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One Small Step … Without Ever Leaving Bed

A centrifuge is used at the German Aerospace Center’s “:envihab” facility in the current AGBRESA study to introduce gravity for participants who are in a simulated microgravity state. Researchers are looking to see if centrifuge artificial gravity can be used to counteract the effects of microgravity on the human body.
Credit: DLR

Heather Archuletta has taken “one small step” to support NASA’s Moon to Mars exploration approach – only, she never got out of bed.

Archuletta participated in one of several bed rest studies NASA conducts to simulate microgravity and research the effects of simulated spaceflight on the human body. In 2008, she spent 54 days in a tilted position, – at negative-six-degrees, head-down – without ever getting up for any reason – not even to eat, shower, or use the toilet. Also, she later participated in two shorter bed rest studies.

Bed rest studies will support NASA’s accelerated efforts to send astronauts forward to the Moon by 2024, and ultimately, Mars.

Microgravity is a known hazard of long-duration spaceflight and can cause bone and muscle loss, vision problems, as well as cardiovascular deconditioning and immune system alterations. Microgravity cannot be reproduced on Earth for more than a few seconds, but we can mimic some of the effects using constant bed rest. Bed rest unloads muscles and bones from their normal work supporting the body when standing or sitting, while the negative-six-degree, head-down tilt causes fluids to shift to the upper part of the body. This creates conditions similar to what astronauts experience in space.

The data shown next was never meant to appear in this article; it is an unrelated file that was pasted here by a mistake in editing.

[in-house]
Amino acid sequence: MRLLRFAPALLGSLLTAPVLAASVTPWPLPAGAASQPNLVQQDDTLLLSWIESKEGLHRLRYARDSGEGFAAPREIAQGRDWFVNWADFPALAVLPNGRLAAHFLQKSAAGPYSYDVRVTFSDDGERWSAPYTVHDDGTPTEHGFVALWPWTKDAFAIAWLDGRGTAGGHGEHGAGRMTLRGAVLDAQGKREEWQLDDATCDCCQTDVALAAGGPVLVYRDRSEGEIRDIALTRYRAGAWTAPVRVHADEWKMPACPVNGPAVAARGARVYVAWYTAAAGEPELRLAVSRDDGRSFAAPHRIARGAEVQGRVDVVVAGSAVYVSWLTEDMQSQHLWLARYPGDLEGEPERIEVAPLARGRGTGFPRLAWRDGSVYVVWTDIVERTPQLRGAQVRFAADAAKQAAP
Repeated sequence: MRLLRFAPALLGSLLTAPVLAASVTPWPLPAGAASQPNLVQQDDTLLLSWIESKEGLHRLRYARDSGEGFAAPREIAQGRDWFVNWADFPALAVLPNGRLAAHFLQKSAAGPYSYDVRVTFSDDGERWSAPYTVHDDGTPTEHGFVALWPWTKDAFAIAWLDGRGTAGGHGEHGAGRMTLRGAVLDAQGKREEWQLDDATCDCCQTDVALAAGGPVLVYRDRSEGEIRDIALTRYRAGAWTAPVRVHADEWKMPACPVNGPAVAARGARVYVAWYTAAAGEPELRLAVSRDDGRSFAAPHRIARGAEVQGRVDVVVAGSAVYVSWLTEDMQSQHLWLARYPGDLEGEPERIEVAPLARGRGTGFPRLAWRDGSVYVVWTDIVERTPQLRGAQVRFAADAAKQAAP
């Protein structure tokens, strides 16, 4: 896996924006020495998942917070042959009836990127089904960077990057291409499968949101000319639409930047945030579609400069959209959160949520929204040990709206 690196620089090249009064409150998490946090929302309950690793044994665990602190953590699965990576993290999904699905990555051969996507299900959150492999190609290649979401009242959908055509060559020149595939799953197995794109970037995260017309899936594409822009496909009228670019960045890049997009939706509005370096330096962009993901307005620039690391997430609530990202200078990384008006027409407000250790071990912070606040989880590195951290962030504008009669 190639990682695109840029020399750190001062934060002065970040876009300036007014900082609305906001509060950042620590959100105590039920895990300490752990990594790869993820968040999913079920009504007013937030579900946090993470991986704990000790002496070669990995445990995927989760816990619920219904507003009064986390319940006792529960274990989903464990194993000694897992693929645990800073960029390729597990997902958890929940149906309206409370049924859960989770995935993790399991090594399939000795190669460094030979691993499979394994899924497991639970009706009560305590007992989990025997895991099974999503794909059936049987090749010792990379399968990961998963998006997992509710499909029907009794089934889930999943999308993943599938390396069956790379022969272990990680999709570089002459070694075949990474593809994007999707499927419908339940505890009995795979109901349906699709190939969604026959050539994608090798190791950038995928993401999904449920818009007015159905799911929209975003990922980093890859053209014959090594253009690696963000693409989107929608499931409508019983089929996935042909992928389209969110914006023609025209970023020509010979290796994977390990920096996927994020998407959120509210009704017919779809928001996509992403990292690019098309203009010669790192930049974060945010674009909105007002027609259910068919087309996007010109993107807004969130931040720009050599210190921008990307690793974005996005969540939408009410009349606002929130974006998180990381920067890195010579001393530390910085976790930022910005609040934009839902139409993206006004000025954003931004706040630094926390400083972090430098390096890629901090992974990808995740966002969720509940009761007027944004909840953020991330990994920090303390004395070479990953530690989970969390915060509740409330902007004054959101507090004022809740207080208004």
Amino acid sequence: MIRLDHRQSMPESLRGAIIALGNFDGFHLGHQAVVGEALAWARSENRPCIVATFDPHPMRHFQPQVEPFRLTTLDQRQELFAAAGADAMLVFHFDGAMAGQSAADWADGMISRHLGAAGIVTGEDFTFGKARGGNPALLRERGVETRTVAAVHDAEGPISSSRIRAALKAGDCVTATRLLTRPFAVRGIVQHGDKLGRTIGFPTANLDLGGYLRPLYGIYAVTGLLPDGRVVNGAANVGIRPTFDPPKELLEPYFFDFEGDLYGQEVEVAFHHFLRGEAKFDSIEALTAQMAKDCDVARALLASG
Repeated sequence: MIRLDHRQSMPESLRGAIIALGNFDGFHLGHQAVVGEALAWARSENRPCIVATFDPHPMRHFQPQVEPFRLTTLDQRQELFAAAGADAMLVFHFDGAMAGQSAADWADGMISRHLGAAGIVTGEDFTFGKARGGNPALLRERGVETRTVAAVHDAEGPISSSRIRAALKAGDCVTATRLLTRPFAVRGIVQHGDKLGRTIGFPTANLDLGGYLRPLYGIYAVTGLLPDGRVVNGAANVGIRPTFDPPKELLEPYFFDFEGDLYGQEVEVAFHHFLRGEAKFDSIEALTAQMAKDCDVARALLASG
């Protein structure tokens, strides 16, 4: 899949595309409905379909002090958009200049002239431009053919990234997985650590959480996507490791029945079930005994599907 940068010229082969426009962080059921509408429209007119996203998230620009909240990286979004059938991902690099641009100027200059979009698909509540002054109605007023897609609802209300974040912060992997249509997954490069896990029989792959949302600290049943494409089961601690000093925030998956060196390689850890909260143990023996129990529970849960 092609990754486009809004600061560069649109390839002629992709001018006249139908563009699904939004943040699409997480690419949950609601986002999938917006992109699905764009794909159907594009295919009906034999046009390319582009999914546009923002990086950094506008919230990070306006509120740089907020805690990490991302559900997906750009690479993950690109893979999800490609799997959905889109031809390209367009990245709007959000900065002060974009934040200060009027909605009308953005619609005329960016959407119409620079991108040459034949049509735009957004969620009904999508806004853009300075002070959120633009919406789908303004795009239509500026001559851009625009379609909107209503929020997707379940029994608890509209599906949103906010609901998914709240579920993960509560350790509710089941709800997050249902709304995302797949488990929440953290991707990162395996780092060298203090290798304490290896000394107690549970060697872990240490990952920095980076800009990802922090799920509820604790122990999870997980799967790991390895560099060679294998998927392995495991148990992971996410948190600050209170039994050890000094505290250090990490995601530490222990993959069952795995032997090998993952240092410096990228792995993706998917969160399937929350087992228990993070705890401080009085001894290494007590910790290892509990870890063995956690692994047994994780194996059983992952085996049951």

“Within hours, my teeth were throbbing. Chewing and swallowing were different. My eyes watered and I got a headache,” Archuletta said. “Any attempt to move my head resulted in spinning sensations and acute nausea. My face grew puffy, and I developed back pain. They assured me everything I was going through is similar to what some astronauts may go through, so that kept me going.”

Heather Archuletta spent 54 days in bed at a six-degree head-down tilt as part of a NASA-led bed rest study in Galveston, Texas.
Credit: Heather Archuletta

She adapted to the induced “space sickness” within a week.

NASA has been conducting bed rest studies since the 1960s, including some that used a centrifuge to mimic artificial gravity, and this year researchers are putting a new “spin” on the use of artificial gravity by comparing centrifuge sessions. As part of an international collaboration, this study is conducted at the German Aerospace Center, or DLR, in the “:envihab” facility in Cologne, Germany. The Artificial Gravity Bed Rest – European Space Agency study is known as AGBRESA. The spinning of the centrifuge produces an artificial gravity effect, via centrifugal force, to see if this will counter some of the physiological changes induced by microgravity. Artificial gravity may one day be a countermeasure to help astronauts traveling to Mars.